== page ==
The Urgency of Releasing Political Prisoners in Cuba and What We Can Do About It

The decision of Cuba’s Assembly of People’s Power should have been an intelligent response to move forward in the cause that we all want, which is the freedom of the political prisoners. (Capture)

14ymedio bigger14ymedio, Frank Calzón, Miami, 19 February 2024 –The decision of Cuba’s Assembly of People’s Power to ignore a petition for political amnesty was taken by the Communist Party of Cuba and must motivate the opposition within the country and free Cubans abroad to redouble their efforts, until the regime frees those in prison. In addition, those freed must be allowed to decide whether to stay on the Island or go into exile. We must address the press, civic associations, our representatives, the unions, etc.

The decision of the Assembly of the People’s Power should have had an intelligent response to advance our cause, which is the freedom of the political prisoners and, ultimately, of all Cuban citizens.

On the Island there are those who can contact embassies, addressing democratic governments. Others can urge the Church to offer masses for the freedom of the captives and to address cardinals and bishops around the world, asking them to add their voices to the campaign. And not just the Catholic Church. Also the evangelical Christian churches, the Methodists, the Presbyterians, the Baptists, Lutherans, the episcopals, the communities of the African faith and even the Masonic lodges could mobilize believers in Cuba and their co-religionists around the world.

Abroad, human rights organizations in exile with relations with international entities should go to them once again

Abroad, human rights organizations in exile with relations with international entities should go to them once again. It is time for civil society on the Island, the Cubans of the diaspora, and their many friends to insist together with democracies around the world so that they condition their diplomatic, economic, cultural and all kinds of relations with Havana on the release of the prisoners in Cuba.

In Washington, senators and congressmen could ask the White House to suspend all cooperation with Havana until it allows the entry of the International Red Cross and Amnesty International into the prisons.

We must address with brief and respectful messages the members of the European Parliament, foreign ministries and those who, as in Sweden and Lithuania, ask that Europe suspend, due to internal repression on the Island, the bilateral agreement with Havana that represents an infusion of millions of euros into tyranny.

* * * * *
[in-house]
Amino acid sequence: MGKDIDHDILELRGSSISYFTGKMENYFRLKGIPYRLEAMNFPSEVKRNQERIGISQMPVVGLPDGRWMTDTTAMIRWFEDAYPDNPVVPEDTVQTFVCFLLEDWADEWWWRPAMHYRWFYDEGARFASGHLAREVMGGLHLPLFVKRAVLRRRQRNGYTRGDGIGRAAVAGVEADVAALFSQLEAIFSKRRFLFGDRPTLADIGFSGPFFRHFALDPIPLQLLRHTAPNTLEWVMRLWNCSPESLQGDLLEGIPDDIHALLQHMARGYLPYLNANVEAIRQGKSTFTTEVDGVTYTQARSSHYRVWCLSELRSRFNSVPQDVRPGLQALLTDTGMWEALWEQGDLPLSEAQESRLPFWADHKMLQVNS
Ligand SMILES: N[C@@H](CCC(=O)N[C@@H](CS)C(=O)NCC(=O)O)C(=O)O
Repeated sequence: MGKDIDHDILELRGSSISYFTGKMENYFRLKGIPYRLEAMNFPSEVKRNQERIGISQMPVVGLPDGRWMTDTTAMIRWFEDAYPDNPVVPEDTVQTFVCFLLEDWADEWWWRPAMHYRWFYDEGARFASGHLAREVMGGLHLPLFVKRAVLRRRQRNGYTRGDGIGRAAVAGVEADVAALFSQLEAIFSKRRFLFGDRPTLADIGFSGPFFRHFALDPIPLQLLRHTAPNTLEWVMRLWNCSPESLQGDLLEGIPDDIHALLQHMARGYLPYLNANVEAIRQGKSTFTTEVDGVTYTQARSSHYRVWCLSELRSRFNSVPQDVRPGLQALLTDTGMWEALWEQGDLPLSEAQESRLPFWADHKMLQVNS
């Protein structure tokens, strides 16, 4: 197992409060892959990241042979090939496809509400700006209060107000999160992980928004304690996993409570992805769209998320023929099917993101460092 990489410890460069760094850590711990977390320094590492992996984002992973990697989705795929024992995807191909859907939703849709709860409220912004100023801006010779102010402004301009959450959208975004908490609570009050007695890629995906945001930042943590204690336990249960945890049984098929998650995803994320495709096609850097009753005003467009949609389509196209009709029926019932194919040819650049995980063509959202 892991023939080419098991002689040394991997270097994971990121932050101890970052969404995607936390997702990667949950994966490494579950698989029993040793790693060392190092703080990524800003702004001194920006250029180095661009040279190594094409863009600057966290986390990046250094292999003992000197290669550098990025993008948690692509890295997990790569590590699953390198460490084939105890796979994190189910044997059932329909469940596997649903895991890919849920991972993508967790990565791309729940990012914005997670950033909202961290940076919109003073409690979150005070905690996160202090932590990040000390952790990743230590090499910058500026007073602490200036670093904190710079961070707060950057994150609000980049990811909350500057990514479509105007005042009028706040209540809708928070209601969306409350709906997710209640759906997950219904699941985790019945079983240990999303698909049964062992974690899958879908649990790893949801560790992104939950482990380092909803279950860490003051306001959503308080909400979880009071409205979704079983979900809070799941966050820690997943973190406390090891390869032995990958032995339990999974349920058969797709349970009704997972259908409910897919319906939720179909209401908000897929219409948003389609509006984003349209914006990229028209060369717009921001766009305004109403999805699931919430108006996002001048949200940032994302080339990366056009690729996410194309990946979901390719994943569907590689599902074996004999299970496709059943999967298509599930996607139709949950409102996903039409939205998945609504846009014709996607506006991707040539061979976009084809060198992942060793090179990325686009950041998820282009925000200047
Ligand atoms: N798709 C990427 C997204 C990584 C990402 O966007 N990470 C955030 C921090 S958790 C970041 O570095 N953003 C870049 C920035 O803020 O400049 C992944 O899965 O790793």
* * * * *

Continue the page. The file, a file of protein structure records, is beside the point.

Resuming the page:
For example, Tobias Billström, the Swedish Minister of Foreign Affairs said last August that he had access to “very worrying” reports of torture in Cuban prisons.

There is much more to do, and not only in the United States, because there are communities of Cuban patriots in many countries around the world. We all have something to contribute.

Castroite State Security tries to suppress these efforts by telling us that there is nothing we can do, that the regime will never release anyone, and some repeat the chorus of a very harmful disinformation campaign: they insist that nothing can be achieved until the exile is coordinated in its entirety. Until that happens, they proclaim that all efforts are destined to fail. They lie, as they always have and always will.

The Cuban regime wants to undermine efforts, convincing us of how useless it is to oppose its lifelong despotism, of how fanciful it is for Cubans to dream about freedom. State Security, in addition, promotes discord between pro-democratic organizations, spreads rumors without presenting evidence and on top of that tries to discredit the most effective opposition against them. Thus the tyranny tries to neutralize us.

Those who insist that Cuba is not free because very few pay attention to them, and that we must first get the unity of all the exiles to then develop “the strategy for victory,” achieve the opposite. The way to join efforts is not by defending those who do something, but by joining them, working with them, sharing the dangers, pains and anxiety.

Anyone who accuses Cubans of being “sheep,” of not having the necessary courage to be free, should now join the organizations that tirelessly direct all their arrows against tyranny

Anyone who accuses Cubans of being “sheep,” of not having the necessary courage to be free, should now join the organizations that tirelessly direct all their arrows against tyranny, denounce their crimes and help their victims.

Let them stop preaching hopelessness and lies to discredit those who are acting. Let them stop sowing division and slandering the patriots. If an accusation is made, it is essential to provide evidence.

They should stop insisting that anyone who develops an initiative different from their own is always wrong and acts in bad faith.

Cuba will be free, and every Cuban with decorum has a place in the movement to create a new Cuba. We can all approach the brother who suffers, the mother of a political prisoner, the dissident whom State Security has humiliated.

That is called solidarity, and it is fundamental to the cause of a free homeland on the Island. Because Cuba is more than a geographical term or a political dialectic. Cuba is each Cuban. Cuba is the millions of souls who deserve to be free and who never, throughout the bitter decades of dictatorship, have tired of denouncing the crimes of Castroism and claiming our imperative need for democracy and freedom.

Translated by Regina Anavy


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